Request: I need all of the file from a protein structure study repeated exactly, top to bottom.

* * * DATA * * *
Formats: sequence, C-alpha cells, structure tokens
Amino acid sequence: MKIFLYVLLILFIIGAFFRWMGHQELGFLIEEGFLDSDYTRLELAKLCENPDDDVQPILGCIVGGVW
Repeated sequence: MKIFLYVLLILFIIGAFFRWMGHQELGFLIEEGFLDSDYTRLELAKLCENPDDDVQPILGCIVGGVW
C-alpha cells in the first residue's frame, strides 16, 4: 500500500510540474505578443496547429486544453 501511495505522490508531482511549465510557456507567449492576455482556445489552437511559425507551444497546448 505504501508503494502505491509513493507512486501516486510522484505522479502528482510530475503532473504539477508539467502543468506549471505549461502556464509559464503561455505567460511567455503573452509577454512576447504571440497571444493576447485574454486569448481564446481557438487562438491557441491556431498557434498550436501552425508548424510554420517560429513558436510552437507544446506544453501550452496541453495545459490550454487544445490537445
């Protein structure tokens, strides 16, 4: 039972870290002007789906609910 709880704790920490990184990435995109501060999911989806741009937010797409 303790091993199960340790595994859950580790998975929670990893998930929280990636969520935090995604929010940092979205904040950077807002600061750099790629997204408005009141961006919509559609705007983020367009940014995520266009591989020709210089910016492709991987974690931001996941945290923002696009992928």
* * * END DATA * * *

Formats: sequence, C-alpha cells, structure tokens
Amino acid sequence: MKIFLYVLLILFIIGAFFRWMGHQELGFLIEEGFLDSDYTRLELAKLCENPDDDVQPILGCIVGGVW
Repeated sequence: MKIFLYVLLILFIIGAFFRWMGHQELGFLIEEGFLDSDYTRLELAKLCENPDDDVQPILGCIVGGVW
C-alpha cells in the first residue's frame, strides 16, 4: 500500500510540474505578443496547429486544453 501511495505522490508531482511549465510557456507567449492576455482556445489552437511559425507551444497546448 505504501508503494502505491509513493507512486501516486510522484505522479502528482510530475503532473504539477508539467502543468506549471505549461502556464509559464503561455505567460511567455503573452509577454512576447504571440497571444493576447485574454486569448481564446481557438487562438491557441491556431498557434498550436501552425508548424510554420517560429513558436510552437507544446506544453501550452496541453495545459490550454487544445490537445
């Protein structure tokens, strides 16, 4: 039972870290002007789906609910 709880704790920490990184990435995109501060999911989806741009937010797409 303790091993199960340790595994859950580790998975929670990893998930929280990636969520935090995604929010940092979205904040950077807002600061750099790629997204408005009141961006919509559609705007983020367009940014995520266009591989020709210089910016492709991987974690931001996941945290923002696009992928």